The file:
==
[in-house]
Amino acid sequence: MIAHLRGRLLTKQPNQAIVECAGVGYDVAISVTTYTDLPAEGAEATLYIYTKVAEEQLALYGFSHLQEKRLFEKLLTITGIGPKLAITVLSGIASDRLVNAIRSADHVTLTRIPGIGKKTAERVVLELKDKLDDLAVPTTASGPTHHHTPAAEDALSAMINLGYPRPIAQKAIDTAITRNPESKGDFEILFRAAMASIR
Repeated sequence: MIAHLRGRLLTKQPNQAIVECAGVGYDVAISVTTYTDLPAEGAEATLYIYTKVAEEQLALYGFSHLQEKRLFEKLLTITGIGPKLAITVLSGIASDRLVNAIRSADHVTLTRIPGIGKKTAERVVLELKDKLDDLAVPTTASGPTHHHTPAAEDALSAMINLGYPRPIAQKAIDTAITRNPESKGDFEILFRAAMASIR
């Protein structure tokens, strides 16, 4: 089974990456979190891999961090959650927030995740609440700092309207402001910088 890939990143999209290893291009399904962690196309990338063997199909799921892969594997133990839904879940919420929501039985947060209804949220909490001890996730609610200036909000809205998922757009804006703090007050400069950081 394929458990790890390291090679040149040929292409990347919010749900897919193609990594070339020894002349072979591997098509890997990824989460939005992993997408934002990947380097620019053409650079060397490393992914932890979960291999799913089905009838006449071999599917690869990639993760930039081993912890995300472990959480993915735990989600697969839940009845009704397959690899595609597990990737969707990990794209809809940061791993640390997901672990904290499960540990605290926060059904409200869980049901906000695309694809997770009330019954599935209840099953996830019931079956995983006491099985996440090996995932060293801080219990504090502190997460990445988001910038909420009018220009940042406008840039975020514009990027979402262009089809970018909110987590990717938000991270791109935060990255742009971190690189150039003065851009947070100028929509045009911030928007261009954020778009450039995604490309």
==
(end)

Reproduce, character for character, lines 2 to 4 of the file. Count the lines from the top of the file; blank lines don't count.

Amino acid sequence: MIAHLRGRLLTKQPNQAIVECAGVGYDVAISVTTYTDLPAEGAEATLYIYTKVAEEQLALYGFSHLQEKRLFEKLLTITGIGPKLAITVLSGIASDRLVNAIRSADHVTLTRIPGIGKKTAERVVLELKDKLDDLAVPTTASGPTHHHTPAAEDALSAMINLGYPRPIAQKAIDTAITRNPESKGDFEILFRAAMASIR
Repeated sequence: MIAHLRGRLLTKQPNQAIVECAGVGYDVAISVTTYTDLPAEGAEATLYIYTKVAEEQLALYGFSHLQEKRLFEKLLTITGIGPKLAITVLSGIASDRLVNAIRSADHVTLTRIPGIGKKTAERVVLELKDKLDDLAVPTTASGPTHHHTPAAEDALSAMINLGYPRPIAQKAIDTAITRNPESKGDFEILFRAAMASIR
């Protein structure tokens, strides 16, 4: 089974990456979190891999961090959650927030995740609440700092309207402001910088 890939990143999209290893291009399904962690196309990338063997199909799921892969594997133990839904879940919420929501039985947060209804949220909490001890996730609610200036909000809205998922757009804006703090007050400069950081 394929458990790890390291090679040149040929292409990347919010749900897919193609990594070339020894002349072979591997098509890997990824989460939005992993997408934002990947380097620019053409650079060397490393992914932890979960291999799913089905009838006449071999599917690869990639993760930039081993912890995300472990959480993915735990989600697969839940009845009704397959690899595609597990990737969707990990794209809809940061791993640390997901672990904290499960540990605290926060059904409200869980049901906000695309694809997770009330019954599935209840099953996830019931079956995983006491099985996440090996995932060293801080219990504090502190997460990445988001910038909420009018220009940042406008840039975020514009990027979402262009089809970018909110987590990717938000991270791109935060990255742009971190690189150039003065851009947070100028929509045009911030928007261009954020778009450039995604490309």